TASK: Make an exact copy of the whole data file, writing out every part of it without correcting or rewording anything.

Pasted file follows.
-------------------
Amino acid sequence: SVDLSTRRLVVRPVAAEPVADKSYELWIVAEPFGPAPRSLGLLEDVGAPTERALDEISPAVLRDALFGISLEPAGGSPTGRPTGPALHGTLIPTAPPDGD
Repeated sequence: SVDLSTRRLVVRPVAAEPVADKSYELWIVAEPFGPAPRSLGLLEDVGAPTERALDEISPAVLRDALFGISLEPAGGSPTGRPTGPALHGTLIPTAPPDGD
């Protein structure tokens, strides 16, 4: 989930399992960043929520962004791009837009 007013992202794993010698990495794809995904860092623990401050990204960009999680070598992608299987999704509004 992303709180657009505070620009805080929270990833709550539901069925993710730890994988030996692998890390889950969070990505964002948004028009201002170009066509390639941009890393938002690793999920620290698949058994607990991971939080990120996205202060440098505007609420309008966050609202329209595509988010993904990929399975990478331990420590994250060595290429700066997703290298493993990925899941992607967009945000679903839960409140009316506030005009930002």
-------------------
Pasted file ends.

Amino acid sequence: SVDLSTRRLVVRPVAAEPVADKSYELWIVAEPFGPAPRSLGLLEDVGAPTERALDEISPAVLRDALFGISLEPAGGSPTGRPTGPALHGTLIPTAPPDGD
Repeated sequence: SVDLSTRRLVVRPVAAEPVADKSYELWIVAEPFGPAPRSLGLLEDVGAPTERALDEISPAVLRDALFGISLEPAGGSPTGRPTGPALHGTLIPTAPPDGD
């Protein structure tokens, strides 16, 4: 989930399992960043929520962004791009837009 007013992202794993010698990495794809995904860092623990401050990204960009999680070598992608299987999704509004 992303709180657009505070620009805080929270990833709550539901069925993710730890994988030996692998890390889950969070990505964002948004028009201002170009066509390639941009890393938002690793999920620290698949058994607990991971939080990120996205202060440098505007609420309008966050609202329209595509988010993904990929399975990478331990420590994250060595290429700066997703290298493993990925899941992607967009945000679903839960409140009316506030005009930002």